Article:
Picture Yourself provides create-it-yourself studio space
Family-owned business also offers photography classes
Jim and Karen Pridemore have opened a new business at 627 The Parkway in Richland that aims to create lasting memories.
Picture Yourself is a create-it-yourself studio for photography and videography in which customers can rent studio time by the hour or pay for a monthly membership.
The company offers various price packages.
With studio time, a customer can hire their own photographer or videographer, using the studio’s many different sets or costumes.
The studio comes with 203 backdrops and an infinity wall.
In addition, Picture Yourself offers classes for students of all skill levels, including cellphones.
The Pridemores are relatively new to the Mid-Columbia.
They owned Ashton Photography in Oviedo, Florida, a suburb of Orlando.
“We’ve been in the photography business for 25 years,” Jim Pridemore said.
Their original business was in publishing, advertising and printing. But Pridemore saw an opportunity with the way the digital camera market was taking off.
The self-taught Pridemore changed direction and opened a one-hour photo studio in Florida, taking pictures of subjects and getting the results back to them in one hour. He made his first sale in 1998.
But a melanoma cancer scare changed his philosophy on life.
“I wanted to spend more time with our grandkids,” he said.
Many of those grandkids live in the Tri-Cities and Tacoma, so a move seemed inevitable.
“Karen came three years ago. I arrived one and a half years ago, and our son Tyler came last year after graduating from the University of Central Florida,” Jim said.
But retiring and living a leisurely life is not Jim’s style.
“I retired for four months,” said Jim, who has been an entrepreneur since he was 19 years old.
Jim and Karen have been taking students’ pictures at various Tri-City preschools. Jim introduces himself to pre-schoolers as Mr. Stinky Feet to get them to relax and smile for their pictures.
But he also started looking at the local photography market and realized there really wasn’t a place where people could come and have photos taken, whether they were to do it themselves or hire someone.
“The portrait market has struggled,” he said. “I’ve heard a lot of photographers say they can’t compete with mom with a camera. But I’m trying to lay a foundation. I think the way to handle a soccer mom is to befriend her and help her.”
He and his wife taught photography classes in Florida, and they always sold out.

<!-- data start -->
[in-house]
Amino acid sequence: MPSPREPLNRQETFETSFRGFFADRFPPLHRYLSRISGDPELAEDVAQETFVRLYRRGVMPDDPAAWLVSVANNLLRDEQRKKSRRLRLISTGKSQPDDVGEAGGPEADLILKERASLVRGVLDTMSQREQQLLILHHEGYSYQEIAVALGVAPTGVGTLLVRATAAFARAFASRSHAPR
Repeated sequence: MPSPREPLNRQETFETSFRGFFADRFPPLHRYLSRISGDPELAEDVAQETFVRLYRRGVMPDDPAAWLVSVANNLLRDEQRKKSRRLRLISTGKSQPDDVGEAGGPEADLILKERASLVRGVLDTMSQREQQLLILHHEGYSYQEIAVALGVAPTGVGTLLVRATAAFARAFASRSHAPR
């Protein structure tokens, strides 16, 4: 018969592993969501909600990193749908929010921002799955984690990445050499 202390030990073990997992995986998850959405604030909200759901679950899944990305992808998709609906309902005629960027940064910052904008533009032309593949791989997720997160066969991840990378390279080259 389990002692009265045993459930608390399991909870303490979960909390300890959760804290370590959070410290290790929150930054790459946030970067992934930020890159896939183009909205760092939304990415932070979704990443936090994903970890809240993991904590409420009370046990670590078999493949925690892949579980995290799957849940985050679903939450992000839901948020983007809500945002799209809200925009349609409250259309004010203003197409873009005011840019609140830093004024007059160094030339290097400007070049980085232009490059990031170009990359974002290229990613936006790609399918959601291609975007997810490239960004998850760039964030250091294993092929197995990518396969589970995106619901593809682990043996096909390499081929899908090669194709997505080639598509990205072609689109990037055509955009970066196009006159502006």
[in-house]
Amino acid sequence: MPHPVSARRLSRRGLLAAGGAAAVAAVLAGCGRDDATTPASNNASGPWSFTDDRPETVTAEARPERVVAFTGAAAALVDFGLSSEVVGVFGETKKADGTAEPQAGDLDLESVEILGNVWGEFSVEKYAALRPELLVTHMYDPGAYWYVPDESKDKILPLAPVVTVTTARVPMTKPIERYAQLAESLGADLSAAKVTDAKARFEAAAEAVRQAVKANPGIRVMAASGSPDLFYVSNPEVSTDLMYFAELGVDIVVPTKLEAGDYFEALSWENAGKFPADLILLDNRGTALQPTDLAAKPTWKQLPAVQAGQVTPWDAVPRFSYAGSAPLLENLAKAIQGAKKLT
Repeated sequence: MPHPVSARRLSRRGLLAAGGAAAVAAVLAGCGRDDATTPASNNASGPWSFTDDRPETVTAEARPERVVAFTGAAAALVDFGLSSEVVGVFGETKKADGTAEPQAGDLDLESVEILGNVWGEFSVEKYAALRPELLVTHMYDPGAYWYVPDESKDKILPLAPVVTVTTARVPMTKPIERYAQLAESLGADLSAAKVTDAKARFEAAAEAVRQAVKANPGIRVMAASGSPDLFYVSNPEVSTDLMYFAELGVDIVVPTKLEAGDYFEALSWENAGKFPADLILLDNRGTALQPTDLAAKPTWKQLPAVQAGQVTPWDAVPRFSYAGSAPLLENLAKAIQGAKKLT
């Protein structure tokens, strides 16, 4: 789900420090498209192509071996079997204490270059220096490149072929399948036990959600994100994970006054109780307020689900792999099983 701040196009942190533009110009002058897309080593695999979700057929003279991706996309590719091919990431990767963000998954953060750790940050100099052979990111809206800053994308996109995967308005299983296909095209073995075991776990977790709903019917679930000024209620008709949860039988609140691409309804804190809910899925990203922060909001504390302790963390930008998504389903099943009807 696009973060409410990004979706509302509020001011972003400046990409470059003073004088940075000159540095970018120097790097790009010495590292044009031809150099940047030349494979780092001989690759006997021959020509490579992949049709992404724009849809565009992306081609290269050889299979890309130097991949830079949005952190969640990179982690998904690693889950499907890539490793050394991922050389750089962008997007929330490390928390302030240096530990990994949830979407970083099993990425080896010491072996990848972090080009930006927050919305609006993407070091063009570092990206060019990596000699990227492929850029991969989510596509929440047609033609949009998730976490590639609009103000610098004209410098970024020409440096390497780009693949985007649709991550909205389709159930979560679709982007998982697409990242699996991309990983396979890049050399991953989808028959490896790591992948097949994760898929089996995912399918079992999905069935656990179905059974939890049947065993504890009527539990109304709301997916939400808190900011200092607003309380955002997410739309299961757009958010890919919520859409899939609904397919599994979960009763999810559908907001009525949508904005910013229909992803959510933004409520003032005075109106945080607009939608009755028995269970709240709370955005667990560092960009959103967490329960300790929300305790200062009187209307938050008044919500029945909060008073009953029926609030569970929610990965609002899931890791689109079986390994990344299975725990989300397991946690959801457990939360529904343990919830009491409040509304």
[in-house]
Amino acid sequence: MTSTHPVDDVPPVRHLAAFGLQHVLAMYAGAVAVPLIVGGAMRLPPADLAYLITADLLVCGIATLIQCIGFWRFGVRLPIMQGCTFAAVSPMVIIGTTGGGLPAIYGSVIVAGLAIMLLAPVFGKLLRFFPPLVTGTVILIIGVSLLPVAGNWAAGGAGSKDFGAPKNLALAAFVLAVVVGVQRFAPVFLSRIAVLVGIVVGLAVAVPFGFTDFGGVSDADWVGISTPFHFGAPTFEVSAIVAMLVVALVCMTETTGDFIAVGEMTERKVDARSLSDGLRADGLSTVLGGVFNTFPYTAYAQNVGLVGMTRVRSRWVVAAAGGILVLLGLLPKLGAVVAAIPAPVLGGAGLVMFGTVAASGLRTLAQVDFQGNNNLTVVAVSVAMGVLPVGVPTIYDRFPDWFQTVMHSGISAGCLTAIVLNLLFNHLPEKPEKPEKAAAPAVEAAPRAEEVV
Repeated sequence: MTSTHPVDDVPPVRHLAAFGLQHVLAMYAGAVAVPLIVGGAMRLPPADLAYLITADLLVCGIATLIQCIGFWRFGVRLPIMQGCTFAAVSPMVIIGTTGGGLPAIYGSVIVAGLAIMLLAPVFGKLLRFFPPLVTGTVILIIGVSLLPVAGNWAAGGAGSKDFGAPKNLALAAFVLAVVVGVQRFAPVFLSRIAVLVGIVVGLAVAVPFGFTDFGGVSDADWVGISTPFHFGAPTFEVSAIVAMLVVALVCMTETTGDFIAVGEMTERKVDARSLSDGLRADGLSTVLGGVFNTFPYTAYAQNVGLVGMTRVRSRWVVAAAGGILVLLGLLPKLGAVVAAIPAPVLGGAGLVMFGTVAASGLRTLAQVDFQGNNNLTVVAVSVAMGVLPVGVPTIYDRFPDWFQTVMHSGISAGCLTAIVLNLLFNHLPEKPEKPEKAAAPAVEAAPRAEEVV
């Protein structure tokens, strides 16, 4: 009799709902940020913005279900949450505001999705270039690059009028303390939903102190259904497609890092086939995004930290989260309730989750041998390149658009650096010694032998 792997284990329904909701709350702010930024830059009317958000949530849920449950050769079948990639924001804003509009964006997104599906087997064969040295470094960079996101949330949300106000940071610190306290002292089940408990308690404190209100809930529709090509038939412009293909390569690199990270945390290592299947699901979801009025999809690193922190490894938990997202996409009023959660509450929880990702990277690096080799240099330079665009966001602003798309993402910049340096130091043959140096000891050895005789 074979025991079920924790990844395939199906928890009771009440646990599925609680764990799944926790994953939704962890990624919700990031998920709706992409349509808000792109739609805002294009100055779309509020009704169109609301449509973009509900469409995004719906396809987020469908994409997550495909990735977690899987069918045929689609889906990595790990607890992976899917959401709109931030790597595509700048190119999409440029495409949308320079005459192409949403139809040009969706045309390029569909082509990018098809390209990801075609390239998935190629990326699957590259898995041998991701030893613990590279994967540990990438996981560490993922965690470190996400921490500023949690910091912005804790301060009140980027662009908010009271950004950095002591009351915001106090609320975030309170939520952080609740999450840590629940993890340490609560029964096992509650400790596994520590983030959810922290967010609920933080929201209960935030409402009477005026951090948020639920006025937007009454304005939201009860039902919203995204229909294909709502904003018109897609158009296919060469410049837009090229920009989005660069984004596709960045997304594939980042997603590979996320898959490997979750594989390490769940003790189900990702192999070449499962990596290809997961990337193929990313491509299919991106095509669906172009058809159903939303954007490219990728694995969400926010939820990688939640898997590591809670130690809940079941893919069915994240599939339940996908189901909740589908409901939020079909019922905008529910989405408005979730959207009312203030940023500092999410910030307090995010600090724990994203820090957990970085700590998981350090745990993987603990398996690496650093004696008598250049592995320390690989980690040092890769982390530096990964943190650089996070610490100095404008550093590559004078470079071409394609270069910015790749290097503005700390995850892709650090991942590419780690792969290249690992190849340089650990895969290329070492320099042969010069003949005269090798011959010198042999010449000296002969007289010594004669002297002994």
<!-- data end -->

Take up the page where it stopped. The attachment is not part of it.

So they’ve brought classes to their studio. The first one sold out last month. Jim said local photographers Allen Johnson and Sonja Yearsley have agreed to teach some classes too.
But the Pridemores also have another mission with this studio, and that’s where their son, Tyler, comes in.
Tyler is on the autism spectrum and because of that, the Pridemores were long involved with the University of Central Florida’s Center for Autism and Related Disabilities program.
“We realized there is a problem,” Jim said. “What is there for kids once they get out of high school? What happens to a young person? They get stereotyped in jobs like dishwasher, working on typing on a computer in a cubby.”
Jim said those young people need jobs that offer good repetitive skills.
Tyler was lucky. It took him two interview attempts, but he got a job working at Bush Car Wash.
“TJ Bush realized something was going on in the first interview and called him back again and hired him,” Jim said. “We are indebted to TJ Bush and his brothers. They stepped up. But we realize there is a void out there for people Tyler’s age.”
To that end, the Pridemores plan on having classes in photography, videography and graphic arts for young people on the autism spectrum.
Eventually, Jim said, they could work at the studio with customers.
“Our goal is to give them a big chunk of the sales. It creates income for them,” Jim said. “We’re going to apply for a grant. Grant writing is starting next week, and we hope to have classes in position in the next 60 days.”
That’s one goal the Pridemores have. The other is to help young professional photographers.
“We’re working hard to define the professional photography component still,” he said.
The use of the studio can help improve their skills, he said.
“So we’ve added a professional membership to our plan. The pro can come in and use everything we have; I can assist them or just stay out of their way, for $89 a month. That includes two hours of studio time a month that if they wanted to, they could break that up into four half-hour sessions.”
In a region of almost 300,000 people, there should be plenty of business to go around.
“The vision there is to help grow their business,” Jim said. “Giving them (studio) space helps their credibility. We’re trying to help them with their image. Now, we’re not saints. We’re not giving this away.”
The business — which took Jim two years to form, with a plan and trademarked name — has been open for two months.
But the family hopes to get plenty of customers — including the group of mothers he recently had in the studio with their toddlers, all playing dress-up and taking group pictures.
“Customer experience and service is No. 1,” he said. “Our policy is if you don’t like your photo, we’ll fix it or take them over again.”
But the long-term goal is bigger than business.
“I really want to focus spending time helping other people,” he said, referring to kids on the autism spectrum and young photographers. Picture Yourself: 627 The Parkway; 509-578-1610; Facebook.
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